# Covariant derivative for symbolic tensors

I want to define a "prefix" (D_i) covariant derivative operator CD[] for symbolic tensors in form of a function, i.e. for

$Assumptions={Element[g,Arrays[{3,3},Reals,Symmetric[{1,2}]]]}  also Element[CD[g],Arrays[{3,3,3},Reals,Symmetric[2,3]]]  should be made an assumption, an additional slot is created on the left. So far the only way I found to make this possible is defining a function $Assumptions = {Element[v,Vectors[3, Reals]]}

CDdef[a_] := (AppendTo[$Assumptions, Element[CD[a],Arrays[{3}~Join~TensorDimensions[a]],Reals, TensorSymmetry[TensorProduct[v, a]]]];$Assumptions =  DeleteDuplicates[$Assumptions]; CD[a])  and effectively writing all the assumption by hand into$Assumptions. But this could generate a huge list in bigger calculations. All my attempts of the kind

$Assumptions={Element[CD[a_?SomeSymmetryQ],Arrays["one more slot"]]}  to use pattern that are at least valid for all tensors with the same symmetries have failed. Is there any effective way to proceed? Many thanks, Hendrik • Syntax! for starters: not $Assumptions={Element[g,Arrays[{3,3},Reals],Symmetric[{1,2}]]} but $Assumptions = Element[g, Arrays[{3, 3}, Reals, Symmetric[{1, 2}]]] – Wouter Mar 31 '14 at 12:59 • I think this depends on if you are planning to add further assumptions later on. Or do you think starters can only use one assumption at a time? ;-) – Hendrik Mar 31 '14 at 13:36 • that's not it, rather the closed bracket after Reals : the argument Symmetric belongs inside Arrays. – Wouter Mar 31 '14 at 14:20 • sorry, this was just a typo that does not appear in my actual code, i will correct – Hendrik Mar 31 '14 at 14:54 ## 1 Answer Good question; the notion of a tensorial (covariant) derivative is something that is missing in Mathematica AFAIK. I can think of two ways to proceed: ## Option 1 One way is to overload the TensorRank, TensorDimensions, and TensorSymmetry functions for patterns that have head CD: CD /: TensorRank[CD[tensor_]] := TensorRank[tensor] + 1 CD /: TensorDimensions[CD[tensor_]] := Join[{First[#]}, #]& @ TensorDimensions[tensor] CD /: TensorSymmetry[CD[tensor_]] := TensorSymmetry[tensor] /. (h : (Cycles | Symmetric | Antisymmetric))[list_List] :> h[list + 1]  Note that this is a bit rough on the edges and gives incorrect results if tensor hasn't been defined as a tensor or is a scalar, but it shouldn't be too hard to improve the code. The following then works as expected: $Assumptions = m ∈ Matrices[{4, 4}, Reals, Symmetric[{1, 2}]];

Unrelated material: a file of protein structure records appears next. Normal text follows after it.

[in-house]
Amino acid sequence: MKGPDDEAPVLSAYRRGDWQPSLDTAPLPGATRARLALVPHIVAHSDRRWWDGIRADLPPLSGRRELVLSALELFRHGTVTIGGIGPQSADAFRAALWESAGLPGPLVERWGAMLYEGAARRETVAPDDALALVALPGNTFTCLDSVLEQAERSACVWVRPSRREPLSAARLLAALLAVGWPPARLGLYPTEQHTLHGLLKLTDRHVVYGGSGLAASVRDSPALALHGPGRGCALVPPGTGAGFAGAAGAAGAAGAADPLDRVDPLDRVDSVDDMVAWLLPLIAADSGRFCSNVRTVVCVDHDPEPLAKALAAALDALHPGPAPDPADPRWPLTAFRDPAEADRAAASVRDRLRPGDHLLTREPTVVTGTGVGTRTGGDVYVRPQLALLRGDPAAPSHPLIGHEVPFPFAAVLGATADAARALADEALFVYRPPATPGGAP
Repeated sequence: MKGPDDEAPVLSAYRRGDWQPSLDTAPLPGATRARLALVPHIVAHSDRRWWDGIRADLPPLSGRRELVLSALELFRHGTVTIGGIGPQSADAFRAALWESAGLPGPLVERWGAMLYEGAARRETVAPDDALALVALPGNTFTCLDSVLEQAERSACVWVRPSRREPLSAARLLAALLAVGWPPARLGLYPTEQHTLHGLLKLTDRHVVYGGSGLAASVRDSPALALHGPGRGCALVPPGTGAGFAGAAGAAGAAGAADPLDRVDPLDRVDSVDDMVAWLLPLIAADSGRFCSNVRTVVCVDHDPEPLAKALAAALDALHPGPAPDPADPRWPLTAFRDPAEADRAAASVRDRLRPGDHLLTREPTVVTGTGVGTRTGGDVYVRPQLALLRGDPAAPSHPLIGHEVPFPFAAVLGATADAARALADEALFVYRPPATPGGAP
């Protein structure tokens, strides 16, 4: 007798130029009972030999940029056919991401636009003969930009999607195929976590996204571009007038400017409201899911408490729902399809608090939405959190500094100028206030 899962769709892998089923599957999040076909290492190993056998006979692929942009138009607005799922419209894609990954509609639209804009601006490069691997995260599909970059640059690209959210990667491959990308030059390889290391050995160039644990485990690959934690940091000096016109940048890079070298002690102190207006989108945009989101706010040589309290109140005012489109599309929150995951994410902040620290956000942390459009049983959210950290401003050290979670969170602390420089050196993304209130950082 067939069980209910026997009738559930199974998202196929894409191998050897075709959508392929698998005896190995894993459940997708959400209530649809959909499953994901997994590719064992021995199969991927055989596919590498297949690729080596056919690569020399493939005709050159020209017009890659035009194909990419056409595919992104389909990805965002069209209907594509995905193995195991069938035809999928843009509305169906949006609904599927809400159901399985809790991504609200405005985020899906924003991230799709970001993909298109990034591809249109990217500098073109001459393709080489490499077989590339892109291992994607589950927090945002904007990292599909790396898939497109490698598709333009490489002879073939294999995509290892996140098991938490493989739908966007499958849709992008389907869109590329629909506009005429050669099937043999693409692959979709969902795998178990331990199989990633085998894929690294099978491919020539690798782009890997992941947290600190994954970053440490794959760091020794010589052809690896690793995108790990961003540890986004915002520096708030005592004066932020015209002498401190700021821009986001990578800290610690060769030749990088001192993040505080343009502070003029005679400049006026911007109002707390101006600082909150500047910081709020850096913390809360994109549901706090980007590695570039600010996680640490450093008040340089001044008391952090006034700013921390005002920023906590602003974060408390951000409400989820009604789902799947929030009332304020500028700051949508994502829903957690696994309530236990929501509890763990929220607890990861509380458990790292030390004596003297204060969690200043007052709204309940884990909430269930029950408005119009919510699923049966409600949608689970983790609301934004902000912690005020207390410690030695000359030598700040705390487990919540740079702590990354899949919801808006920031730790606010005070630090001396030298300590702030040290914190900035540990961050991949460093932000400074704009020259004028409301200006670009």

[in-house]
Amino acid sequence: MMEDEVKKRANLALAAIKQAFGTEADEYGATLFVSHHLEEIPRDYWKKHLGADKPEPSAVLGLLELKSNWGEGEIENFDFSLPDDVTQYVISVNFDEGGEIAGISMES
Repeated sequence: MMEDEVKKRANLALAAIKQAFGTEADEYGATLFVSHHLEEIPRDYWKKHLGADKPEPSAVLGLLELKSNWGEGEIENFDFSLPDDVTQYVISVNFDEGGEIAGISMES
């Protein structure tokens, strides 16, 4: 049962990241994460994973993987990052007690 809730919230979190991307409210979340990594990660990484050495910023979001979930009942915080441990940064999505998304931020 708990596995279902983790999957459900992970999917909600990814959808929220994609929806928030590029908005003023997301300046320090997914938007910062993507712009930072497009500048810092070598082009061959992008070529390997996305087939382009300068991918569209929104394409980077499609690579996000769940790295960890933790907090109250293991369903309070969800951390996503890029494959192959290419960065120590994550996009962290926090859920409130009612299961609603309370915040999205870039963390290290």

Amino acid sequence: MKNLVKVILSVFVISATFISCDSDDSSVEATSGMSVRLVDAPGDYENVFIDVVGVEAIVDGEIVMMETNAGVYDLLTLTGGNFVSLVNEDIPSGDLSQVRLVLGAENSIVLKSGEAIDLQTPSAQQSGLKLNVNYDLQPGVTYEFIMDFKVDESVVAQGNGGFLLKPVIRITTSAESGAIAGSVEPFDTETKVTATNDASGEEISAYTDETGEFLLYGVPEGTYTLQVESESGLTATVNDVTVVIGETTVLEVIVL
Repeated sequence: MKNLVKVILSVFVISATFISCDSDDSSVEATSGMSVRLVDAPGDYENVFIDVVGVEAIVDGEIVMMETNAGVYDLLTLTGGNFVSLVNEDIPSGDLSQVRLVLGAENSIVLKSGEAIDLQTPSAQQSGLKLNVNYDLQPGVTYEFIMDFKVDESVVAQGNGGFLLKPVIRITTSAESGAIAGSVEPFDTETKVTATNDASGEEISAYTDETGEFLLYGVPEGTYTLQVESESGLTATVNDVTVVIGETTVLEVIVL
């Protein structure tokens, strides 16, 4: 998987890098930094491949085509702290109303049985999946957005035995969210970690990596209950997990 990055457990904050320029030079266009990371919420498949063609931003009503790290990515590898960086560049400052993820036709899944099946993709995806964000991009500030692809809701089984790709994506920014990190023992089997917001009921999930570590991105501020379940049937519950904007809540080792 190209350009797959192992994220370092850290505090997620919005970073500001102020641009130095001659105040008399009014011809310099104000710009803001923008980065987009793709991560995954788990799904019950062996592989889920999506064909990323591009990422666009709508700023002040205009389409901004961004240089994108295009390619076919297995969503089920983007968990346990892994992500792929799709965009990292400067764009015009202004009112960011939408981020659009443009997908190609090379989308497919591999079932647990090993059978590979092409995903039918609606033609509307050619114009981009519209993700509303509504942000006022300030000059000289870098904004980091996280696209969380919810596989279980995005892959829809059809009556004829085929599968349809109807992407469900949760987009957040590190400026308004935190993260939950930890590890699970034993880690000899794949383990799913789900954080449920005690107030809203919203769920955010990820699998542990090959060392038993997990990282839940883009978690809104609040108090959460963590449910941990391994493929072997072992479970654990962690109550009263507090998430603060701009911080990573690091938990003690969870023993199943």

TensorRank[CD@m]

3

TensorDimensions[CD@m]

{4, 4, 4}

TensorReduce@TensorTranspose[CD@m, {1, 3, 2}]

CD[m]


## Option 2

However, if your covariant derivatives is commutative (like for instance the partial derivative), a better way would be to simply define it as a vector:

\$Assumptions = CD ∈ Vectors[4, Reals] && m ∈ Matrices[{4, 4}, Reals, Symmetric[{1, 2}]]


If you like the CD[tensor] notation, you may even define

CD[tensor_] := TensorProduct[CD, tensor]


All the above commands then give the same result. In addition, multiple derivatives are symmetric:

TensorSymmetry[CD@CD@m]

{{Cycles[{{1, 2}}], 1}, {Cycles[{{3, 4}}], 1}}


So only use this if your derivatives actually commute!

• Since I want to consider non-commuting derivatives I favour option one. Many thanks for this very useful solution!!! Any details about exceptions I will hopefully be able to figure out on my own. – Hendrik Jul 22 '14 at 13:40
• I think there is an issue with option 2, even if the derivative can be assumed commutative: It will always act on everything on the right. This is because the tensor product is associative, and brackets have no effect. So there is no way to distinguish between D_i A_j B_k = (D_i A_j) B_k + A_j (D_i B_k) and (D_i A_j) B_k – Hendrik Aug 7 '14 at 13:24
• @Hendrik Yes, that's indeed an issue with option 2. So you can't write CDTCD*T (where * is the TensorProduct) to mean (CD@T)*(CD@T) -- yet another reason to opt for option 1! – Teake Nutma Aug 7 '14 at 13:36